Today is one of my solitary days. I walk to Oxfam Books, one of only two in Australia, and listen to the bubbly chatter of the volunteers, every book bought the trigger for a story or a little family history revealed. It is a charming soundtrack. Neither of those behind the counter fancy going to Sydney again for a while.

I have no more space for books, but but but ….

I am fascinated by Led by Lawrence by Gurney Slade. I though Gurney Slade was a village in Somerset, but it was also a pen name for Stephen Bartlett, author of Ships that Pass in the Night Club, The Long Arm of the Cardinal and Captain Quid. I am predominantly fascinated as it is the name Anthony Newley used for the brilliant and eccentric series that nearly sunk his career – The Strange World of Gurney Slade.

I eye it, but let it stay on the shelf for now.

Then, I see a book by William Irwin Thompson who I first came to know from a story Rusty Schweickart told. Thompson was initially sceptical of space explorers , imagining astronauts were just macho flyers going through their wild west story.  Then, he met Rusty, saw that he was a philosophical individual and then experienced the launching of Apollo 17 and the raw emotion of the event changed everything. I see Rusty is mentioned in the book, as is Sirens of Titan, so I take it with me. I see Penelope Gilliatt’s Unholy Fools, essays on Gogol, Buster Keaton , Godard and Beckett. It is as pristine as it must have been in 1974. Clearly it was carefully read by Helen Gensch (the original owner, her name written decorously in ink). Under the poetry shelf is a slim book on William Blake and the Tree of Life.

“Blake anticipates the theory of relativity. His state of Beulah compels us to re-examine our inherited ideas of time.”

And with that, I am sold.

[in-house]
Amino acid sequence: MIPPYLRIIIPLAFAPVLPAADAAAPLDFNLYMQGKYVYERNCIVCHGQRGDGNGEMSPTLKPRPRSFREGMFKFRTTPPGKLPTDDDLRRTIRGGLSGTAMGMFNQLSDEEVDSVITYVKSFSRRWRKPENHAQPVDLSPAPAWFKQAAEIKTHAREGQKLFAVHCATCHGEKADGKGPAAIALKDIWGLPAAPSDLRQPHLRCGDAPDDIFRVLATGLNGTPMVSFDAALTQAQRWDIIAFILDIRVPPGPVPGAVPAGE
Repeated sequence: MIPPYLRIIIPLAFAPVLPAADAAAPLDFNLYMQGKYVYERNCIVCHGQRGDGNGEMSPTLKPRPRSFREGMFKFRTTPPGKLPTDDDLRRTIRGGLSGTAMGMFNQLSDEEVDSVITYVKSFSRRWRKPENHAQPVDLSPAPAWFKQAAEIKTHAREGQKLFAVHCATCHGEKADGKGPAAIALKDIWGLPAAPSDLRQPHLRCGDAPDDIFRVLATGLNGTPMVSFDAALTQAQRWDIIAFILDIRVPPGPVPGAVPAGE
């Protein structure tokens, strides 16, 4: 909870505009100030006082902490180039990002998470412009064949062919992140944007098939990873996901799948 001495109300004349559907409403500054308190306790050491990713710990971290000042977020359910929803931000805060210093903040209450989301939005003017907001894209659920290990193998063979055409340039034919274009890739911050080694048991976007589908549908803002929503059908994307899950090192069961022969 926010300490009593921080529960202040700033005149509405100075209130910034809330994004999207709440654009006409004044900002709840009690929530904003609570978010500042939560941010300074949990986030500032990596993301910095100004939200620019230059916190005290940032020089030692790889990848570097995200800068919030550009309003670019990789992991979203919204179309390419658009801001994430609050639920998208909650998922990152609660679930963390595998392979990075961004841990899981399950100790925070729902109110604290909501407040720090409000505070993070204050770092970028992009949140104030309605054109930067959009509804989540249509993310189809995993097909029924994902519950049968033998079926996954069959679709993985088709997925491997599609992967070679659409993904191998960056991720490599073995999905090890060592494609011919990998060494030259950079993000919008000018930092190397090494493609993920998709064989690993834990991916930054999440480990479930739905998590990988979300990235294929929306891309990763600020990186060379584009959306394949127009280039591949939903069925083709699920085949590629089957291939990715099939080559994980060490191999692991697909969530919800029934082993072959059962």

There is Gabriel Byrne’s memoir, Pictures in My Head which opens with an indelible image of Brendan Behan, noble and drunk on a Dublin bus. Everyone I know who saw Byrne’s recent one man show has spoken of it rapturously.

I open Joan Lindsay’s Time Without Clocks, there are two pressed daisies between pages 88 and 89 and a pressed dandelion between 170 and 171, so that deal is sealed.

I have a copy of Richard Neville’s Playpower, but this has a better cover that interprets Oz’s schookids’ issue. Finally, I see the cover of Janet Hitchman’s The King of the Barbareens. A memoir of foster care and rebellion while seeking love, I judge this book by the cover. Reaching the counter, I pick up Gurney Slade.

The man behind the counter studied engineering at Imperial College and he tells me of change and of his graduation photograph.

My canvas bag is fuller now, time for the art gallery and a piece of cake I think.

Listen to the Horizons tour podcast, Taking the Universe Around the World HERE.

Bibliomaniac is available for pre-order now at with exclusive art cards.

Robin Ince is a multi-award winning comedian, writer and broadcaster.  As well as spending decades as one the UK’s most respected stand-ups, Robin is perhaps best known for co-hosting The Infinite Monkey Cage radio show with Brian Cox.  For his work on projects like Cosmic Shambles he was made an Honorary Doctor of Science by Royal Holloway, University of London. His latest book, The Importance of Being Interested is out now.